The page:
Here’s How the Brexit Will Actually Work
Britain's future relationship to Europe will be decided not by British voters, but by the very union they want to leave.
On signs and in speeches, Brexit supporters emphasized one particularly resonant argument: taking their country back from the faceless bureaucrats of the European Union. Now that they’ve won the historic referendum, however, some of the most important details about what comes next will be determined not by British voters, but instead by the very union they want to leave.
The basics of what happens next are outlined in Article 50 of the Lisbon Treaty, a document widely seen as the EU’s de facto constitution, but described by experts as “incredibly vague” when it comes to deciding how states leave. The text of the article also makes clear that Britain will face a long and arduous path if it decides down the road to try to rejoin the union. That request, it notes, “shall be subject to the procedure referred to” in earlier articles detailing what would-be EU members need to do. Put another way, London would be starting at the very beginning — and with many EU powers likely to bear grudges well into the future.
As soon as Britain formally notifies the EU of its intention to leave — a step that might not happen for months — it will enter into a two-year negotiating period in which the remaining EU states dictate the terms of their future relationship with Britain. During this period, Britain will remain part of the EU and is expected to abide by its obligations as such, but it will be excluded from the other member states’ discussions about the exit.
The final say rests with a “qualified majority” of EU member states, meaning at least 20 of the remaining 27 EU members, which must also comprise 65 percent of the EU’s total population. If the EU fails to reach an agreement on Britain’s exit in under two years, member states can extend negotiations by a unanimous vote.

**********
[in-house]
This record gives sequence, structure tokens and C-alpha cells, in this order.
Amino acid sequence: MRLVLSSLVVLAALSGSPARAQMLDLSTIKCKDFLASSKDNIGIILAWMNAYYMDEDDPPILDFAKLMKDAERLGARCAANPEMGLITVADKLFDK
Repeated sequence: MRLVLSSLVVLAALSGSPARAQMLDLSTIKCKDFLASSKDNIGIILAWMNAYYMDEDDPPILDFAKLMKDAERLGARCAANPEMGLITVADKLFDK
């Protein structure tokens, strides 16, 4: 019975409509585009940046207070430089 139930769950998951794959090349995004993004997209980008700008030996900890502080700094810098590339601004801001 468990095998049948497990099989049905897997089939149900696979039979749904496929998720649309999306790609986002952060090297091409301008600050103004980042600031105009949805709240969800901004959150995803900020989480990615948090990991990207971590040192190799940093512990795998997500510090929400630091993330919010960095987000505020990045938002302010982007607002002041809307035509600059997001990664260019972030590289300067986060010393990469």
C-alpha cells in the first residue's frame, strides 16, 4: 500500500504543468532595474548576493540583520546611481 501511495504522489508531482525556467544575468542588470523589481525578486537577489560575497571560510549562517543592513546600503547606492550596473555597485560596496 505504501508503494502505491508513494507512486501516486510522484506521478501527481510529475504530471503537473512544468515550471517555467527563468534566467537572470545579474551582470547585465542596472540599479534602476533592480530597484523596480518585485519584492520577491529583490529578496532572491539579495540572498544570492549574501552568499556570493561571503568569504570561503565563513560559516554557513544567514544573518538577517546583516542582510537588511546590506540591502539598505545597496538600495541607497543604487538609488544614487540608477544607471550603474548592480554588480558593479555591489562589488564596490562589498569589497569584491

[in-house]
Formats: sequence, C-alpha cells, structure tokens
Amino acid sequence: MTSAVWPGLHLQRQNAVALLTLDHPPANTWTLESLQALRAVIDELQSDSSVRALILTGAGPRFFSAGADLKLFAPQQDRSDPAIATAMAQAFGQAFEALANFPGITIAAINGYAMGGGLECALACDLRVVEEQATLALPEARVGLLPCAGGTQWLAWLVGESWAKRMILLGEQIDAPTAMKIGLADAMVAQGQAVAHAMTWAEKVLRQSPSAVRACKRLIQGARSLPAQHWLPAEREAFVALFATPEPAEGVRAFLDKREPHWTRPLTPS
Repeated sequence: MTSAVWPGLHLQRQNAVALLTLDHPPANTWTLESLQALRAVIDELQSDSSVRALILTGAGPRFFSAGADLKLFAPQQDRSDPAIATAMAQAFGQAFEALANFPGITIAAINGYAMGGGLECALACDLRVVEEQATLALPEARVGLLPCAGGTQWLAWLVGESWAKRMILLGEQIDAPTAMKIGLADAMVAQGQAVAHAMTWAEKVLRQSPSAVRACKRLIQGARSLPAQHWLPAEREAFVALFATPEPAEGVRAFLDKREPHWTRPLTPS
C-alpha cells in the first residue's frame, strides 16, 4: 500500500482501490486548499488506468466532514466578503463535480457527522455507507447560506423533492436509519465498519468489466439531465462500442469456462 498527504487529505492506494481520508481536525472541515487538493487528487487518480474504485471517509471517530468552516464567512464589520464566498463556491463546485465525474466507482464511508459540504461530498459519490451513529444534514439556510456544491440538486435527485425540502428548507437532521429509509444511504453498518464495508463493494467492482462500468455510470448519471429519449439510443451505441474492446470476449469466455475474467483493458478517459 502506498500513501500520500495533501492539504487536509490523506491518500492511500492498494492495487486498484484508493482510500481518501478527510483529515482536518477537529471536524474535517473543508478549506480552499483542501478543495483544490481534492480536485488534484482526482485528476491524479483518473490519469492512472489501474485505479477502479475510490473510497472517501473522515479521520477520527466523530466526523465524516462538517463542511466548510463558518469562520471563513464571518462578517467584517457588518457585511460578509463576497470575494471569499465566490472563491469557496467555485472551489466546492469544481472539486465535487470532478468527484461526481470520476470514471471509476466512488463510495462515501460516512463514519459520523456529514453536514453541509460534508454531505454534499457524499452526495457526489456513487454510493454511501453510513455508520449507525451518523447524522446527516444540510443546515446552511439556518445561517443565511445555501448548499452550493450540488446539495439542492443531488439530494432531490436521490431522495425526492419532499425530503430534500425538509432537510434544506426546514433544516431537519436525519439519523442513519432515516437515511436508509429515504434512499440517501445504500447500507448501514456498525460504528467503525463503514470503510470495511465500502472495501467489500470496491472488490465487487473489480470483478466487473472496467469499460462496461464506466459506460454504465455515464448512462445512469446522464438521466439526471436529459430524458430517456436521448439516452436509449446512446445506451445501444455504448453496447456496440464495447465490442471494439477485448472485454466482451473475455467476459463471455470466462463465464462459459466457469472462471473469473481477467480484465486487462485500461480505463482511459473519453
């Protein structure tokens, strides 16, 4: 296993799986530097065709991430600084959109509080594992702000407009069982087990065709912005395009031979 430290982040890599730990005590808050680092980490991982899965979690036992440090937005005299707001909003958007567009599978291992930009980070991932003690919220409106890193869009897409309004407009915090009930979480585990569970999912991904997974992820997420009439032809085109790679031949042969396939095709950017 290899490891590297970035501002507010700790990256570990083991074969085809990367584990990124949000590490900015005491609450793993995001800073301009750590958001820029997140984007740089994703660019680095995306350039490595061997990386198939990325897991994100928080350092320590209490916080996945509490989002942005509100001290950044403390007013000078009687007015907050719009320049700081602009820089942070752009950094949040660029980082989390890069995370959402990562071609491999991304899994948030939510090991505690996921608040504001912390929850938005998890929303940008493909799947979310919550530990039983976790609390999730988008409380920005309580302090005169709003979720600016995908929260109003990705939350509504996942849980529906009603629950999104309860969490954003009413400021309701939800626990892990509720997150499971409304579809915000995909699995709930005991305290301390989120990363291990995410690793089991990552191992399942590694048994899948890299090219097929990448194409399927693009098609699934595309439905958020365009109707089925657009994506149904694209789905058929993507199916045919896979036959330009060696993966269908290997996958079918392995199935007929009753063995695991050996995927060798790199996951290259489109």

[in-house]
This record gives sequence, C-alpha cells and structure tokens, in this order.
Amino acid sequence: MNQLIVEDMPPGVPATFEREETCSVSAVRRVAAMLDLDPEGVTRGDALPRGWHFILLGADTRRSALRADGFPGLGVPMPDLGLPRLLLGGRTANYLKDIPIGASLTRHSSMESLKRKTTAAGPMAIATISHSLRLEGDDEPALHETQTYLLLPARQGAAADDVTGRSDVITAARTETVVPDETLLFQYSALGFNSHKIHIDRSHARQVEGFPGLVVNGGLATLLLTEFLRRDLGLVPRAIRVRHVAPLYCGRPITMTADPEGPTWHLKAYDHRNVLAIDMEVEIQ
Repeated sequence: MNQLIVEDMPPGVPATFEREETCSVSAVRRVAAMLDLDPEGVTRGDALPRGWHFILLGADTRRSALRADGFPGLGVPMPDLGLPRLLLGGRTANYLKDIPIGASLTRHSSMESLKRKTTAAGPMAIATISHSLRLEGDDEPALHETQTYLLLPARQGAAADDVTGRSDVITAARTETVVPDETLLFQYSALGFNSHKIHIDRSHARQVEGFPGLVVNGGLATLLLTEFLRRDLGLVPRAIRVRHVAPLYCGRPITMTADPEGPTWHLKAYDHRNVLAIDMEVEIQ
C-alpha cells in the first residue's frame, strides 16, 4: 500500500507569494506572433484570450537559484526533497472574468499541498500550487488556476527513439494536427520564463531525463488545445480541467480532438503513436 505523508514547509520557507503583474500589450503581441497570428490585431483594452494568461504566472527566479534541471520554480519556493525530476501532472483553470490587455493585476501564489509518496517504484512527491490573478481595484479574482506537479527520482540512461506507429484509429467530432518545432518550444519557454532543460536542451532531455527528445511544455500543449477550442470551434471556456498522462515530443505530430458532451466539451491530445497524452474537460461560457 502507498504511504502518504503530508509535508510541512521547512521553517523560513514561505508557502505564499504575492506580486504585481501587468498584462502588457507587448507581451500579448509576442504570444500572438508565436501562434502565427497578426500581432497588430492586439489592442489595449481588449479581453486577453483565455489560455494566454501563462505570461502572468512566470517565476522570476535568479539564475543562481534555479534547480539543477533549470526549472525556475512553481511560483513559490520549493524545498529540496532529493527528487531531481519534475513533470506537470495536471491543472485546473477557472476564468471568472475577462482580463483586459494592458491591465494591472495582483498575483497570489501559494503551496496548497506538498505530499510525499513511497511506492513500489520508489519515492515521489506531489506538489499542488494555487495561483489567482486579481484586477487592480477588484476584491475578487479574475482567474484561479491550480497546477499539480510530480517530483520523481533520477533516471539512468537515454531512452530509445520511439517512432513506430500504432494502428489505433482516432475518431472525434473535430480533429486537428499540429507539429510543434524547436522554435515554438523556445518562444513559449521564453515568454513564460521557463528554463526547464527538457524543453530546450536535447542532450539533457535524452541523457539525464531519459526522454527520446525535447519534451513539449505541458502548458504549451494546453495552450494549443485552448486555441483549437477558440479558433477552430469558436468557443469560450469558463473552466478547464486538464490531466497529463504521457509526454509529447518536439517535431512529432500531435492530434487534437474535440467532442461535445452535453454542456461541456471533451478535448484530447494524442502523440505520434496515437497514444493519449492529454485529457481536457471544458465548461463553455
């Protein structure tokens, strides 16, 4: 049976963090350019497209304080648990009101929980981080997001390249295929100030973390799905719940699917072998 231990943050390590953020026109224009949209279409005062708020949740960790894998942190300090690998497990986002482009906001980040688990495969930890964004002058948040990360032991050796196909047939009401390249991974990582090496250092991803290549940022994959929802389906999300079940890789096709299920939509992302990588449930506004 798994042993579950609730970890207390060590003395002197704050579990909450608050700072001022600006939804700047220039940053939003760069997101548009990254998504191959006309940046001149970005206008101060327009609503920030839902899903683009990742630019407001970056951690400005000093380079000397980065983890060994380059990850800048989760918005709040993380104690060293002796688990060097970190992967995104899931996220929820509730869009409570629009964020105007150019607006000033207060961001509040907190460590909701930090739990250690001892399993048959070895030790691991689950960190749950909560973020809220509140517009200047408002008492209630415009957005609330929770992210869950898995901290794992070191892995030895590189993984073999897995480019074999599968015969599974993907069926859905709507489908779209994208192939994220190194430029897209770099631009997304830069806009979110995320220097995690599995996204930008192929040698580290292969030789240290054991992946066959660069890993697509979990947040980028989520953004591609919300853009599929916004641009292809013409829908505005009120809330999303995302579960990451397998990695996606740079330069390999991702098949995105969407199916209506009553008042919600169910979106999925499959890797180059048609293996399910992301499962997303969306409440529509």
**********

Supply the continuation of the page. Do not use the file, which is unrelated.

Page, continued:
“It’s impossible to separate this negotiation from the question of Britain’s future,” Jeff Rathke, a former U.S. foreign service officer and senior fellow at the Center for Strategic and International Studies, told Foreign Policy.
Rathke said issues running the gamut of London’s future interactions with Brussels would be negotiated, including free trade, movement of people, law enforcement, and security cooperation. He doubted the EU could finish these talks in under two years unless it made them a priority to the detriment of other more pressing issues.
“Using Article 50 is unprecedented,” Rathke said. “The complexity of this negotiation will also be unprecedented.”
While Britain can’t directly shape the EU’s negotiating position, it does maintain significant leverage because of its sheer economic clout. Britain’s gross domestic product represents nearly 5 percent of the world economy, and trails behind Germany and France as the third largest in Europe.
“Key exporters that will remain in the EU depend on Britain as a market for their products, so of course Europe will not want to cut off its nose in spite its face,” he said, adding “Britain, as one-sixth of the European economy, clearly has leverage, but it’s not unlimited.”
Powerful EU states are already beginning to make clear that they’ll go to bat for their own interests. On Friday morning, German Chancellor Angela Merkel said that as the Brexit proceeds she would look out for the interests of German citizens and the German economy, but urged her fellow EU leaders to carefully negotiate the terms of its future dealings with London and not to act out of haste or pique.
EU members must “prove to be willing and able to not draw quick and simple conclusions from the referendum in Great Britain, which would only further divide Europe,” she said, adding that her counterparts “should “calmly and prudently analyse and evaluate the situation” before making lasting decisions.
Similarly, Poland said it would aim to secure the rights of its citizens living in the UK. Polish leaders haven’t tried to hide their unease about a Brexit. In the run-up to the vote, European Council President Donald Tusk, a former Polish prime minister, said he feared a Brexit “could be the beginning of the destruction of not only the EU but also of western political civilisation in its entirety.”
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